Meredith LaBoon, a junior theater major, took a different approach to “fundragers” with events she held this and last semester to fund her plans to produce the play “Asylum,” by Keith Aisner, as part of the Philly Fringe Festival last fall.

Instead of centering her party on alcohol, LaBoon hosted a number of bands at her friend’s apartment. The charge at the door of her party covered the music performed for her guests.

“[Partying] is a college staple,” LaBoon said. “So I thought, ‘How can I take that idea and make it relevant and legal, and something that would work?’”
Bands at her fundraiser party included Chelsea Reed and the Fair Weather Five, a jazz group of Boyer students; Salsa Shark from Saint Joe’s University; The Hungry Ghosts, a hip-hop/rap group; and The Apple Days, a folk band.

“We really had something for everyone,” LaBoon said. “We had a huge turnout, and it was great.”

Her event made a net profit of $650.

Much like LaBoon catered to the music interests of her college peers, other student organizations such as Temple’s chapter of Phi Sigma Sigma offer fundraisers that appeal to other desires than alcohol-based partying.

On March 7, the sorority held its Grilled Cheese Fundraiser, which benefits a charity every semester. This semester’s Grilled Cheese Fundraiser benefitted FAIR Girls, an organization that “promotes the empowerment of girls,” said Des Cavalancia, a sophomore jewelry/metals major and Phi Sigma Sigma’s fundraising chair.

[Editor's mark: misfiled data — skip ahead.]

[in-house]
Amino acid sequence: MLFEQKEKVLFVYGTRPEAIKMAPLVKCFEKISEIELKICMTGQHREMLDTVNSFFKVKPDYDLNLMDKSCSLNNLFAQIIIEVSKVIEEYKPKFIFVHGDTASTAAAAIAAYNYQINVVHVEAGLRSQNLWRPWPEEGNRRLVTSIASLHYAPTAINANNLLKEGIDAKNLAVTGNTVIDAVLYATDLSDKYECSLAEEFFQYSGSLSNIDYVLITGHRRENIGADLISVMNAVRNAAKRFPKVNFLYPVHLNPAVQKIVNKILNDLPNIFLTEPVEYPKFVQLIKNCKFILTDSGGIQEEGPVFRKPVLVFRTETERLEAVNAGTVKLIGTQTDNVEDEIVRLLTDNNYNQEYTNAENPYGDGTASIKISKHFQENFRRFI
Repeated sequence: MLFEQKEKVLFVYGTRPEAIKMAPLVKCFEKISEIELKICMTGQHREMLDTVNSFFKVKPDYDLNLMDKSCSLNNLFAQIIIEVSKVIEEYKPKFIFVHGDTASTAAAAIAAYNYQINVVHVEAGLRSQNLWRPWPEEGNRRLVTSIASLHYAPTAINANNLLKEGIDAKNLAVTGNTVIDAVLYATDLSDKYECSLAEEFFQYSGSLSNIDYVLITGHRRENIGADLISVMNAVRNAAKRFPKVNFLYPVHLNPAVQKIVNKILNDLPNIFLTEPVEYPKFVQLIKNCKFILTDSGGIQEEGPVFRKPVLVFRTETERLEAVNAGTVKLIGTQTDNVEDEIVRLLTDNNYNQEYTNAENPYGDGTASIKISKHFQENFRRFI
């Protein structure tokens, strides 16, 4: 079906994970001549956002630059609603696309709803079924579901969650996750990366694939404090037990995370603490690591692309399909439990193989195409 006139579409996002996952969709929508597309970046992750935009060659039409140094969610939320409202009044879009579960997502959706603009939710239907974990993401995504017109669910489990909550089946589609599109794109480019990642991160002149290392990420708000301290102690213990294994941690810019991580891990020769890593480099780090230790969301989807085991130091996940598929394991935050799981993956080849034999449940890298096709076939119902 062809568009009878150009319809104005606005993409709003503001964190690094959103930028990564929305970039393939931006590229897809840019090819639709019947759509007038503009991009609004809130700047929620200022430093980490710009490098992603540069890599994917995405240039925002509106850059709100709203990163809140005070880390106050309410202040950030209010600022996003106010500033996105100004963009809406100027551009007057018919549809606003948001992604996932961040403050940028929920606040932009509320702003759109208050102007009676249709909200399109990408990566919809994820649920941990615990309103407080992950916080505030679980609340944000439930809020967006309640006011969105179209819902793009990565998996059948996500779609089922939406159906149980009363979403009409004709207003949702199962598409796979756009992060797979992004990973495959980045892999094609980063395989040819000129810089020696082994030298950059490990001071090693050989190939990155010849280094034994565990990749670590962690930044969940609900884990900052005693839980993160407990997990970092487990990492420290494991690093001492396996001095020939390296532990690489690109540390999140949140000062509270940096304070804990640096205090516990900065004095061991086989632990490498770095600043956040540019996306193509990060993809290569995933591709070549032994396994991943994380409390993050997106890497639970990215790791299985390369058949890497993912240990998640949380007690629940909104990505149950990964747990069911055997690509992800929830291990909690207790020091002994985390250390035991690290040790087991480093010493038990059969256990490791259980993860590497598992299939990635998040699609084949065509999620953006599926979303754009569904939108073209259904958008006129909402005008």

From 10 p.m. to 2 a.m., the sorority sold grilled cheese for a dollar to students out and about. Last semester, the same fundraiser made $900 to benefit Ruby’s Kids. Most of the food products needed for the fundraiser are donated from local businesses such as Richie’s on Main Campus or parents of the sisters who work in the food industry.

With alternatives to the standard house party being used by some students and their organizations, non-traditional events can offer something more meaningful than a cheap drink. Creative inspiration comes in handy when planning successful fundraisers without using alcohol as the motivator.

“It’s a shift in the mentality,” Carey said.

Erin Edinger-Turoff can be reached at